A ‘foreign agent’ law is vetoed by the leader of Georgia

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By Creative Media News

  • President vetoes “foreign agent” law after weeks of protests
  • Law seen as Russian, hindering EU membership aspirations
  • Government likely to override veto despite public opposition

The president of Georgia’s veto of a divisive “foreign agent” law has ignited weeks of widespread street demonstrations.

On Tuesday, legislators endorsed the contentious bill mandating the registration of independent media and non-governmental organizations (NGOs) that obtain over 20% of their financial support from foreign donors as entities “beholden to the interests of a foreign power.

According to Salome Zourabichvili, the law, in its “essence and spirit,” is fundamentally Russian and impedes Georgia’s path to EU membership.

Nonetheless, her veto is symbolic, as the prime minister’s Georgian Dream party has sufficient parliamentary support to override it in a subsequent ballot.

The president said her veto was “legally justified” in a Saturday televised address.

“This legislation is impervious to any modifications, enhancements, or embellishments; therefore, it constitutes a straightforward veto. “This law ought to be repealed,” she declared.

It was anticipated that Ms. Zourabichvili, an adversary of Prime Minister Irakli Kobakhidze, would veto the legislation.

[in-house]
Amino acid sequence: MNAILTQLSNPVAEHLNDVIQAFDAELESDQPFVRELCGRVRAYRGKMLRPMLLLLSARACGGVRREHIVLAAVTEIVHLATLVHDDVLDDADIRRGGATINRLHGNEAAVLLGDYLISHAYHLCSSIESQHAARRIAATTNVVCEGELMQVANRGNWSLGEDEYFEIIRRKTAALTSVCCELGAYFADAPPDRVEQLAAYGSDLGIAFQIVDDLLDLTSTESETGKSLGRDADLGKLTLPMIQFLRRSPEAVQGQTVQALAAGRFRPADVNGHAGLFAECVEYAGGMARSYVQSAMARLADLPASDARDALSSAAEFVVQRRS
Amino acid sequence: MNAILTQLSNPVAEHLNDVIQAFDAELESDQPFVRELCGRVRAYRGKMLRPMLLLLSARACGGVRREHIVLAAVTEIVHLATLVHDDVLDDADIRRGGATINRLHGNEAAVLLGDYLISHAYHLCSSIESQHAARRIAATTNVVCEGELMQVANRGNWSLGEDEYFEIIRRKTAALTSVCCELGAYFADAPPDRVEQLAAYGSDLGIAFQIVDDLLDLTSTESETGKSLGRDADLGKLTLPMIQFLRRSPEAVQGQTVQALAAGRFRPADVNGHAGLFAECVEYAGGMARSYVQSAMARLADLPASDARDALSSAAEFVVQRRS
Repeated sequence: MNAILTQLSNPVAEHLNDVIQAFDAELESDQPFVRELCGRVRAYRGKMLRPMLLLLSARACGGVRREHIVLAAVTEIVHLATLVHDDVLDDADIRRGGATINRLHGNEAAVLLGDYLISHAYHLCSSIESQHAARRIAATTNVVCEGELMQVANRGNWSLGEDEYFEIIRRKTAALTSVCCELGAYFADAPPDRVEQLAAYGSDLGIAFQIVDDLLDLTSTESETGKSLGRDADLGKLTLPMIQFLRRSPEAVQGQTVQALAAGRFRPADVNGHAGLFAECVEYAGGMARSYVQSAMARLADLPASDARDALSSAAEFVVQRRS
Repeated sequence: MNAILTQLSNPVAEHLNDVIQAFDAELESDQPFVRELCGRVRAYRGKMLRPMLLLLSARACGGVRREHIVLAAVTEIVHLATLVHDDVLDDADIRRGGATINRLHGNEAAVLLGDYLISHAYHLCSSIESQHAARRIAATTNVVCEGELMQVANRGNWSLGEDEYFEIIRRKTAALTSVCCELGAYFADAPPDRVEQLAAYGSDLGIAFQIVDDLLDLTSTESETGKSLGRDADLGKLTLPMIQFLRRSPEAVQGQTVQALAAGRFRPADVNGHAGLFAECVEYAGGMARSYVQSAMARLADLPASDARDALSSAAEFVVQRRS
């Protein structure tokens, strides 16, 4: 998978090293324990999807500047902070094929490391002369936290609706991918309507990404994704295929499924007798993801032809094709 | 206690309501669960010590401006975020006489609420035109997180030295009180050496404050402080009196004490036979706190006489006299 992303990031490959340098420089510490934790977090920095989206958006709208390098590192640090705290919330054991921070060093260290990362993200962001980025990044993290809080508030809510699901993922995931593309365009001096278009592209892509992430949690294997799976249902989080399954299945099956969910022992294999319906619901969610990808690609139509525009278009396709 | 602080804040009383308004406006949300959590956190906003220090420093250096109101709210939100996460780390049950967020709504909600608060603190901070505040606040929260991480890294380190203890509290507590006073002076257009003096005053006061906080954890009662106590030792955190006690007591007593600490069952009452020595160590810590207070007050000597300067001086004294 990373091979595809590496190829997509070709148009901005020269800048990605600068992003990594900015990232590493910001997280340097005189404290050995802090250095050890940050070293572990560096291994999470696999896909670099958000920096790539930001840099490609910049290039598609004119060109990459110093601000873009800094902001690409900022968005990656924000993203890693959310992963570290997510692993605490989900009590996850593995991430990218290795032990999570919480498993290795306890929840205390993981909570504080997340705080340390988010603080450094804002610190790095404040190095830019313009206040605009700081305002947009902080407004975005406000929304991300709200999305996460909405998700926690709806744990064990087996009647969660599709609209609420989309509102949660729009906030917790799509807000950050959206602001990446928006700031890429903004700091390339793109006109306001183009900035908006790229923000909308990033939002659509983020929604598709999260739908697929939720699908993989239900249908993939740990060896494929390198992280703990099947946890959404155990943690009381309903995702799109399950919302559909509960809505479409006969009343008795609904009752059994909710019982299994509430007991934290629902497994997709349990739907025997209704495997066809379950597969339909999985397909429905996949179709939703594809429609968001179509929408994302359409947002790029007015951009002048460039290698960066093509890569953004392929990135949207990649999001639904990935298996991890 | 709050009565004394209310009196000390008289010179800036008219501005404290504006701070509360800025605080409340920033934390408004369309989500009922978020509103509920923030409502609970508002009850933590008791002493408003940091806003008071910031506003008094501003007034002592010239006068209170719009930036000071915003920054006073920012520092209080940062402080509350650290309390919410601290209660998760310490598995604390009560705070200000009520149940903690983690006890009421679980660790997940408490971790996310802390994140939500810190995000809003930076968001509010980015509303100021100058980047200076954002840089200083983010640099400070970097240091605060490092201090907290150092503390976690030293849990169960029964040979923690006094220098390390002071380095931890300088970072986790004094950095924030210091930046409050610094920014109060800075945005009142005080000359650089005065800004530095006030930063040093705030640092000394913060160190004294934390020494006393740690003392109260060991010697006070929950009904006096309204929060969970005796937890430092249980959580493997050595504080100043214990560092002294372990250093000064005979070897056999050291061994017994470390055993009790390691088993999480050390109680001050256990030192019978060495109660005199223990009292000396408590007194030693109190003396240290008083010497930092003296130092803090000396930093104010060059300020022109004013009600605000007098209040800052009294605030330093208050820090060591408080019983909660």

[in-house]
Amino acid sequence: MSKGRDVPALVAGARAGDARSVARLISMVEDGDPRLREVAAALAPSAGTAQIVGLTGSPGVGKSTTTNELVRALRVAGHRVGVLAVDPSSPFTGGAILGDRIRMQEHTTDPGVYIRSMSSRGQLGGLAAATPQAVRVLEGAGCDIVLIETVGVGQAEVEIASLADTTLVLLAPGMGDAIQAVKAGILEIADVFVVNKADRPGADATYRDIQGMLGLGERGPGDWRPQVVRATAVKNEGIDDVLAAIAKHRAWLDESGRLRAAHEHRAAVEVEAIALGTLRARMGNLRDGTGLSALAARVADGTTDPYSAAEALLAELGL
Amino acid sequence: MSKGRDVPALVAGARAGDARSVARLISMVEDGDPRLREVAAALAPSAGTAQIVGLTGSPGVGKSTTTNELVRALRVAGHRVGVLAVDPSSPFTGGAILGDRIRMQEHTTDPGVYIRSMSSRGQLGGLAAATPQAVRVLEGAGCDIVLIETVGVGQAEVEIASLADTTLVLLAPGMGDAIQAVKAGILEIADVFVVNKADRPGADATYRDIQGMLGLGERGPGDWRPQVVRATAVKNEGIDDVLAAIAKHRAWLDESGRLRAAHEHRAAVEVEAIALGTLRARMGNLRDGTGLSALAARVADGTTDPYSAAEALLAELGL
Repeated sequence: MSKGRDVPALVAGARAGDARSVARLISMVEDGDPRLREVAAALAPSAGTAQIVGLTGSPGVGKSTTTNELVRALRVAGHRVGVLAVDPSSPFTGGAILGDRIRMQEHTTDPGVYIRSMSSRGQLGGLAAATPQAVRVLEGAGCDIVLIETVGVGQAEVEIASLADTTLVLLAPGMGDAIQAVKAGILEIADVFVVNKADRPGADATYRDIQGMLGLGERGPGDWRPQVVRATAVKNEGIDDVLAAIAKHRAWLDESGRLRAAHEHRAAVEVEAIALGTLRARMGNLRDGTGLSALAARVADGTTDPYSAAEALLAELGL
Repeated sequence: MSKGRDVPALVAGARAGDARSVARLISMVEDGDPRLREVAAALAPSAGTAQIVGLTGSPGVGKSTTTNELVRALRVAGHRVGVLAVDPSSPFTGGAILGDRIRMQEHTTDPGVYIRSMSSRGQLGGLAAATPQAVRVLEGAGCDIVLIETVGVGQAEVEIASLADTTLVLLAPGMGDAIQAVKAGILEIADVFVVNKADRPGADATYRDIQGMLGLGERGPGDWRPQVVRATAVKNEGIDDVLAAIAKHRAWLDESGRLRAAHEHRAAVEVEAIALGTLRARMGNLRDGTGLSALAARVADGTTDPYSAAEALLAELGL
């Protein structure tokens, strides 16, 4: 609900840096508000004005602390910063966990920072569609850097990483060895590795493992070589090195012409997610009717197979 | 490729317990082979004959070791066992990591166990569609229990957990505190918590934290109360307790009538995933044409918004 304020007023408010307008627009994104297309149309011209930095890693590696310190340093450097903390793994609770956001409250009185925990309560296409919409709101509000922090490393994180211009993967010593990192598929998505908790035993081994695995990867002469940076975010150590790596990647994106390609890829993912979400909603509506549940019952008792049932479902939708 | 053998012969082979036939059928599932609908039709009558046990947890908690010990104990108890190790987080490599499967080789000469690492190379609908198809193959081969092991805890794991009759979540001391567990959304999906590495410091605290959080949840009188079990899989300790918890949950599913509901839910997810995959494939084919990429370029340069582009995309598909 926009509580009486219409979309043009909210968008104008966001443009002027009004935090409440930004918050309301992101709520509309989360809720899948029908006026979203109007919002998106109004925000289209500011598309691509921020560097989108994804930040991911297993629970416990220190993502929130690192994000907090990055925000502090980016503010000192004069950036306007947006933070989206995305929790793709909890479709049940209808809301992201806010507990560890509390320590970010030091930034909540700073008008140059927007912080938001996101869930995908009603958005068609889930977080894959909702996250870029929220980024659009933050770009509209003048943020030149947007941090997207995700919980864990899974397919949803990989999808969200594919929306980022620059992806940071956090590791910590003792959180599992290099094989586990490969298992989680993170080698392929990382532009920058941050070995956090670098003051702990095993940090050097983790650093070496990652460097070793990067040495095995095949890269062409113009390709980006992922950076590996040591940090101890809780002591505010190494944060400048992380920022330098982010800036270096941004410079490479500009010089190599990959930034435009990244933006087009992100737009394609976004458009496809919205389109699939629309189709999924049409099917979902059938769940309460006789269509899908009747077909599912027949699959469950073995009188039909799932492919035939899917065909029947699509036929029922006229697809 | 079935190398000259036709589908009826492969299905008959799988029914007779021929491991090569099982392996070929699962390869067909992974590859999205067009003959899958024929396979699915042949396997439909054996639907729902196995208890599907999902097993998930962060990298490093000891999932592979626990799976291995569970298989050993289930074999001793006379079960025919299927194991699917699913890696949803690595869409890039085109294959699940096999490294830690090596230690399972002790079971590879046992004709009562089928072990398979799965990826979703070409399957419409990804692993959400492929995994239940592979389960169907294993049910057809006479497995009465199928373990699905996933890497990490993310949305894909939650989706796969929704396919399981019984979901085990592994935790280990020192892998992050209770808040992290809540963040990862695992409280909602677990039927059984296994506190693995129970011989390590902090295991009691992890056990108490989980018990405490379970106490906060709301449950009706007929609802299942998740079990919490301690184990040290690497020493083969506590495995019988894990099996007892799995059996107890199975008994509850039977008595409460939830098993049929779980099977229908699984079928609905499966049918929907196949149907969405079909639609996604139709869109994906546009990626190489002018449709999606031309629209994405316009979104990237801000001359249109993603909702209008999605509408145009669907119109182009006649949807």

Mr. Kobakhidze, meanwhile, has requested that youth demonstrators appoint a minimum of ten representatives to partake in a public discourse alongside him concerning the contentious legislation.

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On Friday, the Interpress news agency reported that he stated, “In certain instances, I am not only willing to listen to their critical remarks, but I am also willing to share them.” “I anticipate the same from young people.”

Critics assert that the legislation draws inspiration from authoritarian policies implemented in neighboring Russia, which are utilized to suppress dissent.

Some are concerned that the legislation will impede Georgia’s candidacy for EU membership, granted in December 2023.

Candidate nations must increase government transparency, implement anti-corruption reforms, and advance civil society as membership requirements.

Because of the measure, the Caucasus nation has been engulfed in massive demonstrations for nearly a month. Recent online photographs and videos appeared to depict violent confrontations between police and demonstrators.

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